Thursday, May 29, 2008

samurai photographer enters the home stretch

originally uploaded by samuraiphotog.
I have to show the completed 10-week project to class on June 10th, so that means I have two weeks left to construct my narrative. I have a lot of good raw material to work with, but so far not a clear story arc. Maybe there isn't really one.

Thursday, May 22, 2008

samurai photographer learns to direct

So yesterday I shot some stuff for my 10-week project, some actual portraits of one of the guys (let's call him PW) outside and in his home.

I was both excited about this and dreading it, because PW and I are actually friends.I was nervous about having him see me work (kinda like how I get when I play with people in a band) and unsure if I would be able to direct him without feeling self-conscious about it.

On the other hand, I was excited because PW is one of those people that I could photograph all day. Not to sound all America's Next Top Model or anything, but he inspires me. There's a number of intangibles I find really intriguing, certain gestures he makes that are just really special. He's also got an amazing face for B&W because he's sort of pale and has nearly-black hair and light eyes.

Part of the challenge that this class is posing is how to learn to better interact with my subjects. As I've said before, usually when I have an assignment to shoot someone, I only get a short period of time in which to get what I need. I make up for the time I don't have "on set" beforehand, by doing research and running through things in my head, so I can maximize the time I do have. PW is the first person I've been able to spend time with and have the opportunity to go back and re-do things, or correct mistakes. It's been difficult to get out of the "tactical strike" mindset, but I think yesterday I took a big step forward. PW was a little tense and uncomfortable (as I knew he would be) and I did my best to help him relax by telling him to feel free to ask me questions, making jokes, etc. I also told him that even though he might be uncomfortable, that I was uncomfortable as well, because I'm not used to this sort of intimacy during a shoot.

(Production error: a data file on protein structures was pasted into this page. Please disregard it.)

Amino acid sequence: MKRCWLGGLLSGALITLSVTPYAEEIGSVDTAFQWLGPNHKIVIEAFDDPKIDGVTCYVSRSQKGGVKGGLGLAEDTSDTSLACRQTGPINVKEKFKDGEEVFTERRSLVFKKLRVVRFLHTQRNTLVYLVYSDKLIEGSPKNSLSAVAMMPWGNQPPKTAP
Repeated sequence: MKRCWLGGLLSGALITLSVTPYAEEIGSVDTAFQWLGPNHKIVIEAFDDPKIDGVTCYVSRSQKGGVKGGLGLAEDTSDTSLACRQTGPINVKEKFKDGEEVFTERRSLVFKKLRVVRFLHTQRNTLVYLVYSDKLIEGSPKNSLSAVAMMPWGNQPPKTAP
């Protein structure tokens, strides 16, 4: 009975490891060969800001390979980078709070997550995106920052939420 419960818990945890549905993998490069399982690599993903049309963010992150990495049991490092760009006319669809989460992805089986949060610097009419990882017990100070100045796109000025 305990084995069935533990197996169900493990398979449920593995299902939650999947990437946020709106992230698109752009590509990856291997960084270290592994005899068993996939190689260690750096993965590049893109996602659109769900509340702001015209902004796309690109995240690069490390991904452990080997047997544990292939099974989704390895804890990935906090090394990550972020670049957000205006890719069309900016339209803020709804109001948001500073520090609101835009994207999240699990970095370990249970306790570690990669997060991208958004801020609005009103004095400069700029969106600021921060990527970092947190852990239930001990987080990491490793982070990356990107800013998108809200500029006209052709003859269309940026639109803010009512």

I didn't rush, and I just let PW be himself and sit there on the park steps, smoking, and talking back and forth about the stuff we usually talk about. I heard myself telling him to do things like "Relax your jaw a bit" or "I'd like you to look up and to the right a bit...yeah, right there" or "Could you do that again, that thing you just did with your hand?" I thought: Is that really me saying that stuff? I'm sort of pleased that this type of direction came to me naturally, because it means I'm starting to get over these obstacles I have placed in my own way. The "can't", "won't", and "shouldn't" reasons that plague me every time I pick up a camera.

You can't have him do that.
You won't be able to get him to cooperate with you.
You shouldn't ask him to do that.

All of this is, of course, bullshit. Why not? What's going to happen if you ask your subject to do something uncomfortable? The worst they can say is "no", and even then, sometime you can gently convince someone to do something they might not do ordinarily.

The best part of the time we spent together, though, was something I only thought about after everything was over. I realized than as I shot him I got closer, physically. I started out several feet away, but my last photographs of the day were taken just inches away from him. I think that alone means that I am starting to feel more comfortable doing this type of work.

Sunday, May 04, 2008

samurai photographer gets all grainy

I've extolled its virtues before, but I have to reiterate how amazing a film stock Ilford Delta 3200 is.

This is one of the shots from my 10-week project. I'm finally starting to like it, but I think I'm going to change cameras starting this week.